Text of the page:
all duty and constraint.
Besides we live so long
we barely age at all.
Telomeres, biologists say,
fragment as they age.
Not ours. So what
does it matter if this year
one bird does not go back?
There will be more chicks
and more. Some years
we get out there in the grey
where the sea and the sky mix
and the land—what is land?
This year it’s all about flight.

  1. Floral Constancy of the Bumblebee

Flowers because they are grounded
in earth have an electric field
around them, the biologist says,
fact becoming poem. She studies
how bumblebees learn
what flowers to visit for nectar.
Transects map the pollinator
network of the island. Leafcutters,
she says, make sleeping bags
from circles they cut from rose leaves.
Sweat bees, she says, favor
Queen Anne’s lace. If you are a bee,
she says, visiting hawkweed,
yellow rattle, dewberry, milkweed,
blueberry, clover, and vetch
you need to learn with each flower
how to get down into the sweet.
But if you specialize on one
blossom shape you can get
right down to business.
A good plan, she says,
because it takes a while to learn
how to handle a flower.

  1. Learning in the Savannah Sparrow

Bird brain, we humans say,
to put someone down. But try
making a nest in the grass
on an isolated northern archipelago,
raising your chicks in the open
where gulls and ravens prey.
Try flying on the power of your
thin feathered arms to spend winter
in a southern clime a thousand miles away
then flying back to the same meadow
to mate, knowing how to avoid
close relatives for pairing,
the whole cycle playing like
an earworm year after year,
and each summer learning
the song the meadow is singing
and carrying that tune
with you wherever you go.

  1. Fog Heaven

Being a matter
of numbers and vials
the cloud physicist
found it
easy to live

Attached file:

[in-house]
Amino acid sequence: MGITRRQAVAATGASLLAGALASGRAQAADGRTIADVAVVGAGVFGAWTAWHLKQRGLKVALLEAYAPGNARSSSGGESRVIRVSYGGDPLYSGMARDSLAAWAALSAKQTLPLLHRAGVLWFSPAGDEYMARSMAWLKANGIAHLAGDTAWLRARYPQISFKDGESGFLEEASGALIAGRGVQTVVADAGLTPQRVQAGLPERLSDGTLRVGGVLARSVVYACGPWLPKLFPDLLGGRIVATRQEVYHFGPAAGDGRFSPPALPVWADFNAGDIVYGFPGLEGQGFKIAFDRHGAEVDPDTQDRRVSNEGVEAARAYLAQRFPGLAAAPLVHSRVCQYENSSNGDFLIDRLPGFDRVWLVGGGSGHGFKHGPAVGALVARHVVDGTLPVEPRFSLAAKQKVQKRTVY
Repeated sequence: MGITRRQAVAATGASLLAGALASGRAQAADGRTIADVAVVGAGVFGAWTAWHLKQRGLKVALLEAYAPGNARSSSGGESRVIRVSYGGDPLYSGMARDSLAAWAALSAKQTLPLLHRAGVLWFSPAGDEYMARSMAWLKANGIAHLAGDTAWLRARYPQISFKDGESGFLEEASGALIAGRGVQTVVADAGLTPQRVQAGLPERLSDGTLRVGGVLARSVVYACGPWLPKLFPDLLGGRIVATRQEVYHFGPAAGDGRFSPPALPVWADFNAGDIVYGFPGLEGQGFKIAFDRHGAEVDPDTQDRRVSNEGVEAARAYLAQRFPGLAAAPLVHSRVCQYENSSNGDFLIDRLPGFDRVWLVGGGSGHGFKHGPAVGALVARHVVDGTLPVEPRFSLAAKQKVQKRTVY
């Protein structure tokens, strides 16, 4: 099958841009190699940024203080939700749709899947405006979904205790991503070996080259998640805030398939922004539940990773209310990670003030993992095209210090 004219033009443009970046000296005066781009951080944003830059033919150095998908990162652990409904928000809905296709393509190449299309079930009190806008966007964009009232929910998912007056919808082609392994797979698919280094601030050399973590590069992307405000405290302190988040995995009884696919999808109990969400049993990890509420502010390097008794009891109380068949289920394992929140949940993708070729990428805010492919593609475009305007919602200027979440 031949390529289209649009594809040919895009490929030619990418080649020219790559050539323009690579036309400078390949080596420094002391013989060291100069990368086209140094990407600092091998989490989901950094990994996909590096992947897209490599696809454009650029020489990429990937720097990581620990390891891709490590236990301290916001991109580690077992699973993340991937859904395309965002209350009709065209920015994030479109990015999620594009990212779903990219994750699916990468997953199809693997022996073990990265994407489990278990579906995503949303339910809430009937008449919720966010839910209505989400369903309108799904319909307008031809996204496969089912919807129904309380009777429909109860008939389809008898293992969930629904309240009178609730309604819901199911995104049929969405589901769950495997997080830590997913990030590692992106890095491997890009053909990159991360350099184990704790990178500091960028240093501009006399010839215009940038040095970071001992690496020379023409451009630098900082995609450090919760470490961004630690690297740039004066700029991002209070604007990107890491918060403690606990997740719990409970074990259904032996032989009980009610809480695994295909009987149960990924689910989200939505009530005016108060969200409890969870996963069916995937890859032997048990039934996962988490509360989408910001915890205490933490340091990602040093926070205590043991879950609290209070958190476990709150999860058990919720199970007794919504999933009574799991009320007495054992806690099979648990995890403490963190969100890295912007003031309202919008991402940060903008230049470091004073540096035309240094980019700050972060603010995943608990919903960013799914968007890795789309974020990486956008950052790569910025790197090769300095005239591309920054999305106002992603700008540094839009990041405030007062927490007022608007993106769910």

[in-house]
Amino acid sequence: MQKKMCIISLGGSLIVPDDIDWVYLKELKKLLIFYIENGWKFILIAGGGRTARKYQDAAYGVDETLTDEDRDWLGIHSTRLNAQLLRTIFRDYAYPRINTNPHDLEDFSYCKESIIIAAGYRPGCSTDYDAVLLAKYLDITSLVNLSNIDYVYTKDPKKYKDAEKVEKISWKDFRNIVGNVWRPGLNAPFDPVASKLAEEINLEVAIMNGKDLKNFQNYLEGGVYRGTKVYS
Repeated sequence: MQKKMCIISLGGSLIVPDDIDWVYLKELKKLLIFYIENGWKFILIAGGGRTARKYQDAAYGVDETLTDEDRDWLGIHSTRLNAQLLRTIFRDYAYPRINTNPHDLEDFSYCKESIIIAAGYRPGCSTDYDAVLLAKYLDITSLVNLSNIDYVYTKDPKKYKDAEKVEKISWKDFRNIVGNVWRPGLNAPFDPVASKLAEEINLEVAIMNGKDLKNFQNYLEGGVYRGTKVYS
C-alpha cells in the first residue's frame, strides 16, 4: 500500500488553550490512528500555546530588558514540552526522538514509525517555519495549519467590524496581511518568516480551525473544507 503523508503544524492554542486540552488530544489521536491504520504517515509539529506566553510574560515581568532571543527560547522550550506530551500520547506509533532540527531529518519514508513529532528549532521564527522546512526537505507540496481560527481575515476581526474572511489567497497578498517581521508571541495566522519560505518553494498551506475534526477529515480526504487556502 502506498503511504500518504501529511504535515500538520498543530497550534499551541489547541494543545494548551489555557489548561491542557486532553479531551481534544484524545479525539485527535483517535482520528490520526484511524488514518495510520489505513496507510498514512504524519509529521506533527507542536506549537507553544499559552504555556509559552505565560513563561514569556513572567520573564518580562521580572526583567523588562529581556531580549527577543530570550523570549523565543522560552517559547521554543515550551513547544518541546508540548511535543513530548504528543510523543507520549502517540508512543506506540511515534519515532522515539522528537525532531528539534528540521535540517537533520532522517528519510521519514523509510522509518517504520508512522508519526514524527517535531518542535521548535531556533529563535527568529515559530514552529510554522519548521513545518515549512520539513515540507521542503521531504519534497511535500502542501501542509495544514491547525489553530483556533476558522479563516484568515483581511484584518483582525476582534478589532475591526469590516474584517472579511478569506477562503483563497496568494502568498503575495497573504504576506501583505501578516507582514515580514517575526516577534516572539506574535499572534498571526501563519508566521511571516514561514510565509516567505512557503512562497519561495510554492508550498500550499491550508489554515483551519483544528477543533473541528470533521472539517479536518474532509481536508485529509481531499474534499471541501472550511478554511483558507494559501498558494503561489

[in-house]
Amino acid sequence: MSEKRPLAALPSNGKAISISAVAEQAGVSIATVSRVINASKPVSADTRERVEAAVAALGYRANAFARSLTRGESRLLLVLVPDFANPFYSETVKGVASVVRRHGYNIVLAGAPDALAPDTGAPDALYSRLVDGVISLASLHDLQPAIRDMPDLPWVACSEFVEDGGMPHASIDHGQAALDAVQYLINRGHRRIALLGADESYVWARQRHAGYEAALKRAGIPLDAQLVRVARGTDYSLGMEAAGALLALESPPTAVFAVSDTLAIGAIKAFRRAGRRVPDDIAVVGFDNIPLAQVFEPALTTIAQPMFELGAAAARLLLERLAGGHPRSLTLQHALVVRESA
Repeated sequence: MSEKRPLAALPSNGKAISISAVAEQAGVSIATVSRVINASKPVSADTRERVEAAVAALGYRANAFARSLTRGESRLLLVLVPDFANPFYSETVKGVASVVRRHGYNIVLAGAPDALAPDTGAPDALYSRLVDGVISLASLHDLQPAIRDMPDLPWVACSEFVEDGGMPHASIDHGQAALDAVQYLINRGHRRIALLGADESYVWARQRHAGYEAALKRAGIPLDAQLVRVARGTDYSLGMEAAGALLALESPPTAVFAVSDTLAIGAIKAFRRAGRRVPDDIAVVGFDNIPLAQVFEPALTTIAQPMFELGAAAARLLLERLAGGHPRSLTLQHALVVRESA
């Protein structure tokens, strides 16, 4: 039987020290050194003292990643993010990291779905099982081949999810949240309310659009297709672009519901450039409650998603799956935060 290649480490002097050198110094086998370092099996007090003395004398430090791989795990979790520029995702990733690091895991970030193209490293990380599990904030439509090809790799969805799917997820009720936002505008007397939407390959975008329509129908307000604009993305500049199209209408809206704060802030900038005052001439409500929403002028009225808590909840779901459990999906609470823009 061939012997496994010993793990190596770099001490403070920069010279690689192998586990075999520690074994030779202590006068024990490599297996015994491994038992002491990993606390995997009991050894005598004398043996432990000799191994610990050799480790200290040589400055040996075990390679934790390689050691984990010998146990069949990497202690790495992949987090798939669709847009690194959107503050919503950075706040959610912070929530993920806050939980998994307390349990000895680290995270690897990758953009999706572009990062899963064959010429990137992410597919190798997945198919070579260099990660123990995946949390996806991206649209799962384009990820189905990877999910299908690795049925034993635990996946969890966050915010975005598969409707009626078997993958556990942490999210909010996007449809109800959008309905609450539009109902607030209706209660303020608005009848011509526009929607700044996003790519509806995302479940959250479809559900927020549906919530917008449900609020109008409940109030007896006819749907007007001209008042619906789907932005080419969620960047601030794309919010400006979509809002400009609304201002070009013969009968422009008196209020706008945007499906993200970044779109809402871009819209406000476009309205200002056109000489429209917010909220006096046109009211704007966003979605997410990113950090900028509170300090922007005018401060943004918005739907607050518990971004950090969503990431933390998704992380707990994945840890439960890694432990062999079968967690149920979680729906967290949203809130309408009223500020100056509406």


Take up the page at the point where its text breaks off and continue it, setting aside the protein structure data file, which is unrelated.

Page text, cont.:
in a cabin the size of
a heavy stillness
that wants
to dissipate.
He mastered the art
of bottling fog.
I slept with his ashes
perched on a shelf
no one ready
to let him go.
But the stars
kept waking me
or was it
the ghost asleep
in the corner
wrapped in tin foil
as if to protect him
from too much light
and lush night
upon me like
moss on a forest log.


“Field Studies: Kent Island.” “First, There was an Albatross” is a title borrowed from Nathaniel Wheelright’s 2014 article in Bowdoin Magazine telling the story of Ernest Joy’s discovery of the albatross near Grand Manan Island and the establishment of the Bowdoin College Scientific Research Station. J. Sterling Rockefeller wrote in The Auk: Ornithological Advances in 1933 about the expedition to the Congo to find Grauer’s Green Broadbill. Rockefeller did in fact do something for the nesting eiders. He purchased Kent Island and donated it to Bowdoin College as a refuge for birds. In 1954 Chuck Huntington began his research on the Leach’s storm petrels that nest in burrows on Kent. His work continued for fifty years. His obituary states that he “amassed longitudinal data on a single population of animals over an interval and at a level of detail that are perhaps without equal in field biology.” At present the petrel study is the second oldest continuous data set in the world. About 25,000 petrel pairs currently nest on the island; of these about 75 pairs are tracked. The population has declined 30% since 2014. The work continues with ornithologists Bob Mauck and Mark Haussmann. An article by John M. Pearce on the philopatry (site faithfulness) of the petrel was published in The Auk in 2007. Nathaniel Wheelright has led Kent’s research on savannah sparrow migration and breeding. Heather Williams currently studies the song culture of savannah sparrows. Patty Jones, current Director of the Field Station, conducts the work on the nectaring behavior of bees. Robert Cunningham, cloud physicist at MIT, came to the island in 1938 to study fog. He slept in a tiny cabin named Fog Heaven. The data he collected helped lead to the U.S. Clean Air Act of 1970. He painstakingly gathered data on Kent for 60 years. This sequence of poems, then, is something of a collaboration with a community of scientists who have devoted their working lives to learning what one remote little island in the Bay of Fundy has to teach us.

By Alison Hawthorne Deming

Published in Alaska Quarterly Review